The UK government has called for an independent review of the risks associated with children being exposed to inappropriate material from sources including the internet and video games.
The call follows last month's promise from Prime Minister Gordon Brown for a government consultation on the effects of the media on children, including the internet.
"Anybody who has children will know that video games and the internet are a part of childhood like never before," said Dr Byron.
"New technology is giving kids opportunities to learn, have fun, be creative and communicate in ways that previous generations could only dream of.
"But many parents still feel ill-equipped to help their children navigate this technology safely."
Dr Byron hopes that the call will start a debate about how government, industry and society as a whole can support parents in guiding children in the virtual world.
The review will explore questions including:
- What are the benefits and opportunities that new technologies offer for children, young people, their families, society and the economy?
- What are the potential or actual risks to children's safety and wellbeing of going online and playing video games, and how do children, young people and parents feel about those risks?
- To what extent do children, young people and parents understand and manage those risks, and how well are they supported in doing so?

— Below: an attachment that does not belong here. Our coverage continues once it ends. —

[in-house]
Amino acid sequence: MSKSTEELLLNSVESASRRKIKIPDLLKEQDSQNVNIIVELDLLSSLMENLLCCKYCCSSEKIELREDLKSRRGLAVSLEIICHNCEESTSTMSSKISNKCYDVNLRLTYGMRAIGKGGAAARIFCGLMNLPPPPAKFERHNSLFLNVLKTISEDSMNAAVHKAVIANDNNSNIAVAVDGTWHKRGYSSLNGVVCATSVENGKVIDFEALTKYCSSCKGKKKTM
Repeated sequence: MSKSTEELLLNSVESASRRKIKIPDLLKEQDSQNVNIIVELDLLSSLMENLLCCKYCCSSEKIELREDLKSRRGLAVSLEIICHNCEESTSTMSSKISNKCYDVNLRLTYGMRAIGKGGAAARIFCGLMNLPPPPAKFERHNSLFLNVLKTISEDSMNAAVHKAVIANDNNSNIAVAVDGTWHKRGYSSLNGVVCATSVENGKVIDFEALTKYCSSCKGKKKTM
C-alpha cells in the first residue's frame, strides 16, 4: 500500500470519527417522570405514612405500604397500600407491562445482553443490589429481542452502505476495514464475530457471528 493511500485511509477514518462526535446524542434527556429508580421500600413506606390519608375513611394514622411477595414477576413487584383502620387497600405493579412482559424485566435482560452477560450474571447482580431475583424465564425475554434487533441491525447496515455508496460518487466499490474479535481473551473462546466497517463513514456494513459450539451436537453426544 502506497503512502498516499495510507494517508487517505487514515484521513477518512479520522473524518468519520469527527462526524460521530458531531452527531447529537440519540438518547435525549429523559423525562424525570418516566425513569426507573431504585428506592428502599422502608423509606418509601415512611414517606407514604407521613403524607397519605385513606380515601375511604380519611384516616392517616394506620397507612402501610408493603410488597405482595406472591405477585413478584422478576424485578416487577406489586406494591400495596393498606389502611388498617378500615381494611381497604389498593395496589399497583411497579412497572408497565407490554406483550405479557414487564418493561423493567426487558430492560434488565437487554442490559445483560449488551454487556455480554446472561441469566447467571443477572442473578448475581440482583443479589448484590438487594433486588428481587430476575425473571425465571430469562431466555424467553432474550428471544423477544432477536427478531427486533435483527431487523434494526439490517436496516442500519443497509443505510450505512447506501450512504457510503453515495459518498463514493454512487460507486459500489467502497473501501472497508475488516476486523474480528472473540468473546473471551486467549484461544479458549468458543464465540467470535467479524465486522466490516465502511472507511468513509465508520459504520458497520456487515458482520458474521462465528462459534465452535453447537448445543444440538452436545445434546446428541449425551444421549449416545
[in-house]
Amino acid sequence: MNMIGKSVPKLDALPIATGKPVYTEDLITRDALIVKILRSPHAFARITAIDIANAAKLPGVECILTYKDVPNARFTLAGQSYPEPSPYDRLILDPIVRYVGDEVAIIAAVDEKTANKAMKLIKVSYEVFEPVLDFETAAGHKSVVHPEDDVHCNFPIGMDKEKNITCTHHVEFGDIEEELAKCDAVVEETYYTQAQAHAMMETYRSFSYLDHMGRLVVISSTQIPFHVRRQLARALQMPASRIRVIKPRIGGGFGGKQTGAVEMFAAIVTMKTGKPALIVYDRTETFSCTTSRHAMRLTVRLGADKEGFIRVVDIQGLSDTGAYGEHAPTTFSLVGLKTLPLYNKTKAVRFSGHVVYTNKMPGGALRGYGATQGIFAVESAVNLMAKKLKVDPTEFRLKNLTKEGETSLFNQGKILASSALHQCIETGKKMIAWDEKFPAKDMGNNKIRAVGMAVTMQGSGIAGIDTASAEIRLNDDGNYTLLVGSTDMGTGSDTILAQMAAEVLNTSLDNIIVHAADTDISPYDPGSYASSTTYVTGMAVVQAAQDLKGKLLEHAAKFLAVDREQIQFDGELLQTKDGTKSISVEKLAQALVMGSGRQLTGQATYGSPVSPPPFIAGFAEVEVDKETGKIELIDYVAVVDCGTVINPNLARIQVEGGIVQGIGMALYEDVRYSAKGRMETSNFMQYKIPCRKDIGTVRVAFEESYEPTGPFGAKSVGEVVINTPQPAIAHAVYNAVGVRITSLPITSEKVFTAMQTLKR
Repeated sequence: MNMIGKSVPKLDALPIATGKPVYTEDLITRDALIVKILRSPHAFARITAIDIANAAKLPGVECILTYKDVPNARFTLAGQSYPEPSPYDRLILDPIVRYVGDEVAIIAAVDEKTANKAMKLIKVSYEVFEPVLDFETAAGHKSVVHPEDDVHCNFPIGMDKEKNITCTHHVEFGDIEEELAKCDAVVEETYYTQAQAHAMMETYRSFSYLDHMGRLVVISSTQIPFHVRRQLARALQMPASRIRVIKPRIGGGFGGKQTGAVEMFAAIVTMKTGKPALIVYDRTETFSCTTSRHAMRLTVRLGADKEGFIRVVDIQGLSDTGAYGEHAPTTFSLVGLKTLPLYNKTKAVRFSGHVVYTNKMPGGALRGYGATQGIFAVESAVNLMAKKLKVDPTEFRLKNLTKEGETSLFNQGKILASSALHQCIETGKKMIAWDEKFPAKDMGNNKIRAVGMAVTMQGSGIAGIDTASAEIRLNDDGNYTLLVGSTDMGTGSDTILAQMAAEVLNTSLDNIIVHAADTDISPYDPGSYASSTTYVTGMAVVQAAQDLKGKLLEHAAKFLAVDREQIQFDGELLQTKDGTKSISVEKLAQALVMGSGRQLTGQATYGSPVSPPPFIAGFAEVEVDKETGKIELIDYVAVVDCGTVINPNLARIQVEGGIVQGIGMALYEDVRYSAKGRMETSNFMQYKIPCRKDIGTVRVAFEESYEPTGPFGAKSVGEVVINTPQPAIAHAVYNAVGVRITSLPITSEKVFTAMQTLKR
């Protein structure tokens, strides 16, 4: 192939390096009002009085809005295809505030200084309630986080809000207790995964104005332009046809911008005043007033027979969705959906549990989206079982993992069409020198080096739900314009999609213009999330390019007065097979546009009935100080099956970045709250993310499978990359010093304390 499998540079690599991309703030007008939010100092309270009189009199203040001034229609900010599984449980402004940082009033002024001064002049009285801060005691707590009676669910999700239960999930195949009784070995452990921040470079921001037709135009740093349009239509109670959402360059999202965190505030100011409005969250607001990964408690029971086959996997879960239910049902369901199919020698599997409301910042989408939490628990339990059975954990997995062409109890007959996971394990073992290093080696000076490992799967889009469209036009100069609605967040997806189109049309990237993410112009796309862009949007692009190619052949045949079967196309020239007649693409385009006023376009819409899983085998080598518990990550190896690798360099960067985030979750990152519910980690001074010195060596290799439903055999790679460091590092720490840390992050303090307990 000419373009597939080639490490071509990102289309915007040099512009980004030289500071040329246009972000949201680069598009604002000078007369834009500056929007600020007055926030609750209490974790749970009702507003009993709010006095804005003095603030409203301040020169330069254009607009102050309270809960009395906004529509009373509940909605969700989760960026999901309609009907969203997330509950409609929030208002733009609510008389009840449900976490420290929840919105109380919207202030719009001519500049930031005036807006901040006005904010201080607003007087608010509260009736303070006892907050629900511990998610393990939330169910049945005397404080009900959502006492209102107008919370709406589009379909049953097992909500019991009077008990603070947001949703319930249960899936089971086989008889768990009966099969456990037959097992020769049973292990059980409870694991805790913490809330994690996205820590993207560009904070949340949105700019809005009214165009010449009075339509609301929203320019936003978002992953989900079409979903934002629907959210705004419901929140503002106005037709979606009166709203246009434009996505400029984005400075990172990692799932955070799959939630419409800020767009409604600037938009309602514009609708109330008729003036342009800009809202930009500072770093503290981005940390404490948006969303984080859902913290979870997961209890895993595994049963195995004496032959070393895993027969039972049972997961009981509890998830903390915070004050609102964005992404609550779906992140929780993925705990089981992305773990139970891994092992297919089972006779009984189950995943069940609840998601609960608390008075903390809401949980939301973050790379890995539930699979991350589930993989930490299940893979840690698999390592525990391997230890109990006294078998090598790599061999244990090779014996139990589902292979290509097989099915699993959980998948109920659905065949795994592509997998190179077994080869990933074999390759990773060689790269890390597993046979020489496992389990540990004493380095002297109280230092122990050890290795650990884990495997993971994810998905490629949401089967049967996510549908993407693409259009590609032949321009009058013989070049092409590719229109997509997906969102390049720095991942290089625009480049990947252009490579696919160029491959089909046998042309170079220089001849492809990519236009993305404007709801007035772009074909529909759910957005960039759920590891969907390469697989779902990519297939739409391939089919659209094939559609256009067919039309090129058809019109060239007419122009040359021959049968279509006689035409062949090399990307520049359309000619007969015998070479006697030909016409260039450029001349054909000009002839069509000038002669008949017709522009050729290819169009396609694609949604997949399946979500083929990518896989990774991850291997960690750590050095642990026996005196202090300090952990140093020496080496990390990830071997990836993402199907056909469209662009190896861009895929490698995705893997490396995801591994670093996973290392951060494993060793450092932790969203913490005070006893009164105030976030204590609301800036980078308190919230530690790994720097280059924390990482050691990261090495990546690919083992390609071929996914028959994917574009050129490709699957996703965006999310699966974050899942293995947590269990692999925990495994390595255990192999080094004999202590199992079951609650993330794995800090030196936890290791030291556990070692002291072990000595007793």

- What, if anything, could be changed in order to help children, young people and parents manage the potential or actual risks of going online or playing video games, and what are the pros and cons of different approaches?
"We all value the great educational, social and entertainment benefits that the internet and video games technologies offer," said Ed Balls, Secretary of State for Children, Schools and Families.
"However I know that parents want to have information on how their children can take advantage of the positive benefits of these technologies, whilst being able to protect them against the risks.
"We know, for example, that 46 per cent of children say they have given out personal information online, but only five per cent of parents realise this."
Culture Secretary James Purnell added: "It is essential that parents, children, the industry and the regulators engage with this review so that we can deal with inappropriate content and maximise the huge advantages the internet brings."
The Byron Review will also undertake more targeted consultations with children, young people, parents and gamers.
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